Otis Frank Boykin was born in 1920 in Dallas, Texas. His mother Sarah was a homemaker and his father Walter was a carpenter, who later became a minister. Otis Boykin attended Booker T. Washington High School in Dallas, where he was the valedictorian, graduating in 1938. He attended Fisk University on a scholarship and worked as a laboratory assistant at the university's nearby aerospace laboratory. He then moved to Chicago, where he studied at Illinois Institute of Technology but dropped out after two years; some sources say it was because he could not afford his tuition, but he later told Julia Scott Reed of the Dallas Morning News that he left for an employment opportunity and did not have time to return to finish his degree. He was discovered and mentored by Dr. Hal F. Fruth, an engineer and inventor with his own laboratory; Fruth and Boykin would collaborate on a number of research projects.
Boykin, in his lifetime, ultimately invented more than 25 electronic devices. One of his early inventions was an improved electrical resistor for computers, radios, televisions and an assortment of other electronic devices. Other notable inventions include a variable resistor used in guided missiles and small component thick-film resistors for computers.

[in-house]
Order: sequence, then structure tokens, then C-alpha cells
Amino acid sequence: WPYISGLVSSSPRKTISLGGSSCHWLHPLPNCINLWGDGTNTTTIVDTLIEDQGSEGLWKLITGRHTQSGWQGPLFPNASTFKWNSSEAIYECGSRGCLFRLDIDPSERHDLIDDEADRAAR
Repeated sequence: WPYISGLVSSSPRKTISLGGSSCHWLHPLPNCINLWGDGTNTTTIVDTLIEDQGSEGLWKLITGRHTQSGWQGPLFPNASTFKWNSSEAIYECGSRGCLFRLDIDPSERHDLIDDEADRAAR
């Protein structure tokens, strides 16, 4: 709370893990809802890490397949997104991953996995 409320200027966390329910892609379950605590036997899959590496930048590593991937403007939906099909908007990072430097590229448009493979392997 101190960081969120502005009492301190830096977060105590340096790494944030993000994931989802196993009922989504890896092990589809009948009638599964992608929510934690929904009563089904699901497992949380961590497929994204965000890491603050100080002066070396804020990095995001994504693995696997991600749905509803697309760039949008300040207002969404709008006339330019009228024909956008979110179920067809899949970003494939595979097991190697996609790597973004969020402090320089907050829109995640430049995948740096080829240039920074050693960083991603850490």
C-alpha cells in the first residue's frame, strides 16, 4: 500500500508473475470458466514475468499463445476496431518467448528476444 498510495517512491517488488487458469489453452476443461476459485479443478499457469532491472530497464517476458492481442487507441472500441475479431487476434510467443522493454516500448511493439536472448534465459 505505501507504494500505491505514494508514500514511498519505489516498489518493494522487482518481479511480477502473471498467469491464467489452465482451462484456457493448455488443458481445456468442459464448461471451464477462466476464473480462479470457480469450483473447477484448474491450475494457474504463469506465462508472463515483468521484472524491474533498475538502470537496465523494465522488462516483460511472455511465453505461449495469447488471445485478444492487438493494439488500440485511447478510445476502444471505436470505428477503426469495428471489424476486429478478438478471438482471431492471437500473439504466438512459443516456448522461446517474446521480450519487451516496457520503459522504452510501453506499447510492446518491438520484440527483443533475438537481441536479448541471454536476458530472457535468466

Boykin's most famous invention was likely a control unit for the artificial heart pacemaker. The device essentially uses electrical impulses to maintain a regular heartbeat. Boykin himself died of a heart failure in Chicago in 1982.
- Anonymous Black Contributors to Science and Energy Technology (Biographical sketch: Otis Boykin), U.S. Department Of Energy, Office of Public Affairs, U.S.Government Printing Office, Washington, D.C., 1979, pp. 8-9, DOE/OPA-0035(79)
- "Inventor of Heart Stimulator Honored At Memorial Service." Dallas Morning News, March 18, 1982, p. 88.
- Julia Scott Reed, "Dallasite Stars as Inventor." Dallas Morning News, January 5, 1969, p. A31
- Mary Bellis, "Otis Boykin", About.com Guide.
- Otis Boykin from the Black Inventors On-Line Museum